World

Trump trade czar admits TPP “problem”

By AAP Newswire

Donald Trump's trade chief Rob Lighthizer has admitted American farmers face a "real problem" competing with Australia and other Trans-Pacific Partnership member nations selling beef, wheat and other products to the key market of Japan.

The US president, who made pulling out of the 12-nation TPP a key pre-election promise, lived up to it by nixing US involvement in the massive trade pact on just his third day in the White House.

A US Senate hearing in Washington DC involving US Trade Representative Robert Lighthizer this week painted a grim picture for American farmers struggling because they face higher tariffs selling to Japan compared to TPP member countries including Australia, Canada and New Zealand.

US farmers will also suffer after Japan, a TPP member, struck a major trade agreement with the European Union.

"As you know it's not just what's happening in the market now it's what is going to happen when TPP is fully implemented because we have a whole variety of competitors there, but also the European agreement," Lighthizer told Tuesday's Finance Committee hearing.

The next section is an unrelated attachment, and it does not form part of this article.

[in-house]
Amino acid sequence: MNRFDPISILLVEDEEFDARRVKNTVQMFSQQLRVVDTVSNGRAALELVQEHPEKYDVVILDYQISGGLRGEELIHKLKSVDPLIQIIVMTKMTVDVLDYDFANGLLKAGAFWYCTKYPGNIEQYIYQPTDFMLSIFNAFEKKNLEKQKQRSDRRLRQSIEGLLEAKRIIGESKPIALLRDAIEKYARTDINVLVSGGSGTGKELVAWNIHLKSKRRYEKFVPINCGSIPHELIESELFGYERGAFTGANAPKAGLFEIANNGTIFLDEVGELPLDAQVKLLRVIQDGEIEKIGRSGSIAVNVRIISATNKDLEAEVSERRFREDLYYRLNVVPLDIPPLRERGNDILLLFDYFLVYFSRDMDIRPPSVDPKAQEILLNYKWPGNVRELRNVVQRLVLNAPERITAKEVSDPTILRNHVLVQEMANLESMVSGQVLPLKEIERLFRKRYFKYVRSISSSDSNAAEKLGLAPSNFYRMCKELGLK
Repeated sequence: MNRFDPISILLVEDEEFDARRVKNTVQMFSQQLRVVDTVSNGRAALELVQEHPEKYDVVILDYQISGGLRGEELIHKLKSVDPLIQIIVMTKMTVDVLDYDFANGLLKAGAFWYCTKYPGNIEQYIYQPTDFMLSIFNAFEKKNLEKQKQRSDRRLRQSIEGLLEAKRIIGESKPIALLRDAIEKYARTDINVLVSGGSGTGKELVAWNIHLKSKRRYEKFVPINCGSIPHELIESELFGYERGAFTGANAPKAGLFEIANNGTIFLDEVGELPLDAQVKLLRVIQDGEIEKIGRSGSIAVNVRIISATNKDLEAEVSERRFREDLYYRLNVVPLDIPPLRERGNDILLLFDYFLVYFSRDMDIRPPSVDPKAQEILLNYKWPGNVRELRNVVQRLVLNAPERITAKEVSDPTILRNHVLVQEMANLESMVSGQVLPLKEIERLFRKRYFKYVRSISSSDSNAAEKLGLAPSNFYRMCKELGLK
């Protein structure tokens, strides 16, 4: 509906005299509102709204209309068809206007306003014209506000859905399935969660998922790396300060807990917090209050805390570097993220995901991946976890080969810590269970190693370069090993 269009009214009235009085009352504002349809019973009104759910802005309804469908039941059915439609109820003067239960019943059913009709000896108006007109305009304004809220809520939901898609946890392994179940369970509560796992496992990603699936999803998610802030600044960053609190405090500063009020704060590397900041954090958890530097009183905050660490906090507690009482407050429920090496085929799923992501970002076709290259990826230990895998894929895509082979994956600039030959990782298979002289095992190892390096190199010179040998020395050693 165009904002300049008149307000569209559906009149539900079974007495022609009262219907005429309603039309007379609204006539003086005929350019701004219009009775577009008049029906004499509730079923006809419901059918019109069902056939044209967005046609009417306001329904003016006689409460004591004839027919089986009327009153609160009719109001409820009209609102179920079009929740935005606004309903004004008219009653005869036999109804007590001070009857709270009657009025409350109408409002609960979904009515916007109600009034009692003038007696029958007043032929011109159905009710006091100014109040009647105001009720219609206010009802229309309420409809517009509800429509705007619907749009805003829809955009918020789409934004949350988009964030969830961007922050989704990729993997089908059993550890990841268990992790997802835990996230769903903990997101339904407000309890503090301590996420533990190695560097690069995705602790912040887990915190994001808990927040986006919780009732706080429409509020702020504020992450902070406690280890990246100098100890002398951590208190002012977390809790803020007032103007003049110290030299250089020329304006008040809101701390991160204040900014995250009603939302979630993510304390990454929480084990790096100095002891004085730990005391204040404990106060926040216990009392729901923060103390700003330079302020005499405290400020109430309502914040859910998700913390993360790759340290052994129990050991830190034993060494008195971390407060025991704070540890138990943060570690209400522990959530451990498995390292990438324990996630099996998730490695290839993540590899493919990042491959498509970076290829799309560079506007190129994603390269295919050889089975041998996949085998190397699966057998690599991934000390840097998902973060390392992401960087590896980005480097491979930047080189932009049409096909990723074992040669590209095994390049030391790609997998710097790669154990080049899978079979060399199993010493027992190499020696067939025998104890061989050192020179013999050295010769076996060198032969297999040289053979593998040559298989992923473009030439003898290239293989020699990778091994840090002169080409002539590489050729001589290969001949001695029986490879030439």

"We have a real problem.

"We have a situation that is not good now and it is going to get bad very quickly."

Trump has vowed to pursue bilateral trade agreements rather than TPP-like multi-country pacts.

Lighthizer said a US-Japan free-trade agreement was a "very high priority", although it could "take a while".

Lighthizer, noting the urgent need to attempt to level the trade playing field, floated the prospect of striking a deal on agriculture with Japan before sealing the entire free trade agreement.

Montana Senator Steve Daines told Lighthizer that barley growers from his agricultural-focused state visited his office to show him contracts they lost in Japan.

"We are now behind in Japan because our other allies here have signed agreements and are moving forward and are going to receive the benefits of the tariff reductions," Daines said.

"It is going to put US producers at a significant disadvantage.

"My barley folks were in talking to me yesterday and literally showed me contracts they lost in Japan."

US Wheat Associates warned in December America's 53 per cent market share in Japan faced "an imminent collapse" from the TPP and the US National Cattlemen's Beef Association said its exports to Japan were under threat with Australian beef producers benefiting from TPP tariff cuts.

After Trump pulled out of the TPP, Japan and Australia refused to let it die and rallied the other member nations to form the TPP-11, known as the Comprehensive and Progressive Agreement for Trans-Pacific Partnership.